At about 3 am, after the band finished, I rescued my suitcase and about 10 of us piled into 2 cars back to Ali’s place. Zeynep, Maria’s workmate was due to work at 8 or 9 that morning. We watched ‘The ChubbChubbs’ short animated film and a few songs were sung and played with Ali’s guitar. At about 5 pm it was time for bed – 5 of us squashed in the same two fold down couch beds.
I will write about Saturday (including the wedding) tomorrow.
Thank you Shannon, Eilish and Breandan for the two postcards!
Also, çok thanks to Calvin, Susie, Tash, Melissa and Dominic from Devon, UK, for the personalised mug!
I sent Calvin a photo of myself in front of the pyramids at Giza, Egypt. In return I received a fantastic coffee mug with the picture on one side and a message from Calvin and family on the other. If it was flat I would scan it and post it here.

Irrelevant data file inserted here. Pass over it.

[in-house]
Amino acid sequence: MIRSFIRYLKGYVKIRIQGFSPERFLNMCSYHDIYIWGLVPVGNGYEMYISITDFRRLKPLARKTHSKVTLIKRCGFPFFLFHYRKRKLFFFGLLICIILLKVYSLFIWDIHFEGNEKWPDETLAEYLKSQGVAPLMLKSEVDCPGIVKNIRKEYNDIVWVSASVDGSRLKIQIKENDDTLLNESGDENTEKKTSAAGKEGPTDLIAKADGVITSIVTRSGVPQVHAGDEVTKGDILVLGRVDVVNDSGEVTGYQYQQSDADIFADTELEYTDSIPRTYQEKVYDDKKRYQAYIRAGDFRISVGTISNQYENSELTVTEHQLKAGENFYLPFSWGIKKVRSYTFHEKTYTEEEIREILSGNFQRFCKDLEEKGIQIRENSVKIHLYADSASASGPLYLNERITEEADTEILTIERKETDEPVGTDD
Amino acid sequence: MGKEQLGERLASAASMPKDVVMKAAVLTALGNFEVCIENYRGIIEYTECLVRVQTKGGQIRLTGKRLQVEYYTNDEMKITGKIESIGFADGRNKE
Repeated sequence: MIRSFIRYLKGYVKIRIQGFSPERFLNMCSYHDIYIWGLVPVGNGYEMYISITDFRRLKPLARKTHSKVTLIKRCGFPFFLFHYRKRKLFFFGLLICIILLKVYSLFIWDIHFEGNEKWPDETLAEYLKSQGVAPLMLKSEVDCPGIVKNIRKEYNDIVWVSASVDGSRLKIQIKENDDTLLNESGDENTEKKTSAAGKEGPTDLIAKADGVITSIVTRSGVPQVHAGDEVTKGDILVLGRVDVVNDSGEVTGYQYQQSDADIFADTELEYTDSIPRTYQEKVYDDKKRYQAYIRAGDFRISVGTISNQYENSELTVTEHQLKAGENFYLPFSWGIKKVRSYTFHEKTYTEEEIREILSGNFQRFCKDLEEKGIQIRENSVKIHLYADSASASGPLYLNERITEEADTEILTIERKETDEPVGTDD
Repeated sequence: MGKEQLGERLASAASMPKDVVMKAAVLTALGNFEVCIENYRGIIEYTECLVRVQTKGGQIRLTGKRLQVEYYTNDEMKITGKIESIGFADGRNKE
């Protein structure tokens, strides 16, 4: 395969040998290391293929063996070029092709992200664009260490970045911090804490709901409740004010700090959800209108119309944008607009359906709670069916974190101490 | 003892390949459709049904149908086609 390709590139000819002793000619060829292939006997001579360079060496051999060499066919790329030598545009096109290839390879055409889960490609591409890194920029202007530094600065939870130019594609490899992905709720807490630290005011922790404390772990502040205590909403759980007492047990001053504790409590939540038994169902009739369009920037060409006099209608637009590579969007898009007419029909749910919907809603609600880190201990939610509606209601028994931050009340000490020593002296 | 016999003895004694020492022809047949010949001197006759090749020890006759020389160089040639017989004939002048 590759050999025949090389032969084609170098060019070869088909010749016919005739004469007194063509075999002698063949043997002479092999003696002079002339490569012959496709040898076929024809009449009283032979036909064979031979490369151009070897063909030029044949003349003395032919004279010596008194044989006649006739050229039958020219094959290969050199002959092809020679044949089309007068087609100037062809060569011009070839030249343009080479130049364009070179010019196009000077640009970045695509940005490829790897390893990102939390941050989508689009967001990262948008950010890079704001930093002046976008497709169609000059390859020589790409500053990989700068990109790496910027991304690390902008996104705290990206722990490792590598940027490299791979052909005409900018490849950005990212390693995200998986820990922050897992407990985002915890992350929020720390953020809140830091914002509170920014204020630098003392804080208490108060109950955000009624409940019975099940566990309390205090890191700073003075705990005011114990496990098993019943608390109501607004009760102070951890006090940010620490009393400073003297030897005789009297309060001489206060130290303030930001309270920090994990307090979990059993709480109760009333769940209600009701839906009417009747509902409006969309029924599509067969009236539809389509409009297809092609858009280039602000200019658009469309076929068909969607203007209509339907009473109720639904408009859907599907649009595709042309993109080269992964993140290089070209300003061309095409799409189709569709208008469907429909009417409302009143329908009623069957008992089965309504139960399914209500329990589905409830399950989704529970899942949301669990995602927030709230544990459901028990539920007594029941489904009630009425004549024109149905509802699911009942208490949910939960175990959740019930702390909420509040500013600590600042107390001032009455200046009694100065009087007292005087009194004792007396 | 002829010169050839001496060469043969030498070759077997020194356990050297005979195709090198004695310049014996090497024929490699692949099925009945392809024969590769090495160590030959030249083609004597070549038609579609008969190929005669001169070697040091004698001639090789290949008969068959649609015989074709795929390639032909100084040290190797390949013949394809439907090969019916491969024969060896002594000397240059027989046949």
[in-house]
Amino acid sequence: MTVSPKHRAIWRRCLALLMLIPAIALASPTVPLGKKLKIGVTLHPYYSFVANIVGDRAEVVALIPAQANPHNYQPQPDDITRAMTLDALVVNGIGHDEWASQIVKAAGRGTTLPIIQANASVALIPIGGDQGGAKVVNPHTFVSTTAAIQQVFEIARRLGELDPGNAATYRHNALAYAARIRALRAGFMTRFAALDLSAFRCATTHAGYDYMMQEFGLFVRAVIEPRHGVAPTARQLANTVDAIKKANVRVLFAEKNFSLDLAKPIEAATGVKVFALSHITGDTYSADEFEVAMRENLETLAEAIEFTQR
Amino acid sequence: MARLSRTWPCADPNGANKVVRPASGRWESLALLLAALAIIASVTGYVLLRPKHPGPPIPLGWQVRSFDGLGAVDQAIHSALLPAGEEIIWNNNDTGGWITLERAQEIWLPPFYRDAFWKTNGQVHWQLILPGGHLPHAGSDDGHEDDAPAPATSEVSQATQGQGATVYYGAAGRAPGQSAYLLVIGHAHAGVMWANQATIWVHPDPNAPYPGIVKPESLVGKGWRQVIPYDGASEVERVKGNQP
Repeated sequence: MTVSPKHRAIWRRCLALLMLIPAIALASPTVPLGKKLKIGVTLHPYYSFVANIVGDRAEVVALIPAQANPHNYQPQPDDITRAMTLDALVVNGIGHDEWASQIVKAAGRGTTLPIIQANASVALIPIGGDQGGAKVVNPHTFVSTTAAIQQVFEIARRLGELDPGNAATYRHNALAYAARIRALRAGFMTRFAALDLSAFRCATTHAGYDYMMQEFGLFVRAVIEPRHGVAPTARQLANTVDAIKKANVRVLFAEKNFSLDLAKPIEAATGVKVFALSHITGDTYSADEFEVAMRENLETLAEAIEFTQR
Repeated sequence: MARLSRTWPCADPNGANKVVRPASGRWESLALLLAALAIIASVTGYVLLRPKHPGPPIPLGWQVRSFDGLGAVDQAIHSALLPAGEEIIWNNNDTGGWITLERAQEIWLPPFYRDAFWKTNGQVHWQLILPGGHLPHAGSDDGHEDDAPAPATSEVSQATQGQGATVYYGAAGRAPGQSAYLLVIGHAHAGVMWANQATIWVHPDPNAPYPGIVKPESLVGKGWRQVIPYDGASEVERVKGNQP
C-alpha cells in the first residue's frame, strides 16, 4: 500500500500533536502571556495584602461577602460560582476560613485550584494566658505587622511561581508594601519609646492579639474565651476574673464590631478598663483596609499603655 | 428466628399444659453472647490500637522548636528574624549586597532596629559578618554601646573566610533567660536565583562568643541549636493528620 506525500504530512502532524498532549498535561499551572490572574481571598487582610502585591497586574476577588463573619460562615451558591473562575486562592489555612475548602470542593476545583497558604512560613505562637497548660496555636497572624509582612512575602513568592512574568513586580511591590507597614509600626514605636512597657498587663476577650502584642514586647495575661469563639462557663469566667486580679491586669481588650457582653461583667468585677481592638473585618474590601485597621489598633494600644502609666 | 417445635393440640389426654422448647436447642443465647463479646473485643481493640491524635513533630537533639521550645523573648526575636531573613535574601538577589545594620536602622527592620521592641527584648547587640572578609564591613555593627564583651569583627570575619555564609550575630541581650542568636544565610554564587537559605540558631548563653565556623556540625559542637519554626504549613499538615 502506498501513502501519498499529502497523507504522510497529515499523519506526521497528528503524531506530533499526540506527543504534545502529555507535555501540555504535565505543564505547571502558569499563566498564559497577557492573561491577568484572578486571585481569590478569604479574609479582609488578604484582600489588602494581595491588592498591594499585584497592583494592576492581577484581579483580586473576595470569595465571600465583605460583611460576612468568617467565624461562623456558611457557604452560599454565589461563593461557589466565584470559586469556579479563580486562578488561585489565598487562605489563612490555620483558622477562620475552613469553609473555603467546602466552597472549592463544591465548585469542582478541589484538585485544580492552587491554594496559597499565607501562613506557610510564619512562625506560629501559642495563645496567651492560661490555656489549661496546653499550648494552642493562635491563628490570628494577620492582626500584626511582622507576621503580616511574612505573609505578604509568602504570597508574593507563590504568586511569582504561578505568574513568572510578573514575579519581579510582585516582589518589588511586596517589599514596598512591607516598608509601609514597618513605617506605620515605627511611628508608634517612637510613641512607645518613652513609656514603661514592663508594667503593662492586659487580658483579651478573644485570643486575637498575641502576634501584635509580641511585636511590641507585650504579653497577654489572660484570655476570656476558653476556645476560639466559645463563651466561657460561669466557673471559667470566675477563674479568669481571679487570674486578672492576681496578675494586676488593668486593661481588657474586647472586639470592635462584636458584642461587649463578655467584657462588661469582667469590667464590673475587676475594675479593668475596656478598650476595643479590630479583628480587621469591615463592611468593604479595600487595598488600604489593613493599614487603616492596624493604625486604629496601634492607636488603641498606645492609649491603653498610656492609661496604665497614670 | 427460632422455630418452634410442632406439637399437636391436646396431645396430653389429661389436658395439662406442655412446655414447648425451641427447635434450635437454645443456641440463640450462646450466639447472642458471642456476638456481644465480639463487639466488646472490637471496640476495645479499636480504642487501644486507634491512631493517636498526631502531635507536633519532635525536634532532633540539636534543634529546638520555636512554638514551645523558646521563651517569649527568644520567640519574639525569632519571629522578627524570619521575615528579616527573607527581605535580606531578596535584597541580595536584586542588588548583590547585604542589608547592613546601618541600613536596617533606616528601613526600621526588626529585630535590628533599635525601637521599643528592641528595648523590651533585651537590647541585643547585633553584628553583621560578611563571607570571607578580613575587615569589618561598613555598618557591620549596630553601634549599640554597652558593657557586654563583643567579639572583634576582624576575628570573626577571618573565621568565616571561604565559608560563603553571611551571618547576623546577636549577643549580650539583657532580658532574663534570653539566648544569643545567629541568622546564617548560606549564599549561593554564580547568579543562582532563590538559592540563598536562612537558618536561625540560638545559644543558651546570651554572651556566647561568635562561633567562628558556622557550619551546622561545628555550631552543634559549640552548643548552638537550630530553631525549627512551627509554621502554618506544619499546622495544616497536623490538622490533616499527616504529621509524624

A few weeks ago I received another surprise in the mail – Mum and Dad sent a pepper grinder and salt shaker! The first thing I did was throw out the stale, refined powder stuff they call black pepper here. Fresh pepper is 1,000,000 % better.
At about the same time I recieved the pepper grinder, one of the AIESEC trainees staying at my place opened a drawer in the kitchen. The drawer contained a grater, soup ladel, garlic crush and assorted other utensils. I had not seen them in the 8 months since I arrived back! I had assumed the drawers were empty as the timber had swollen due to moisture and the drawers were very hard to open.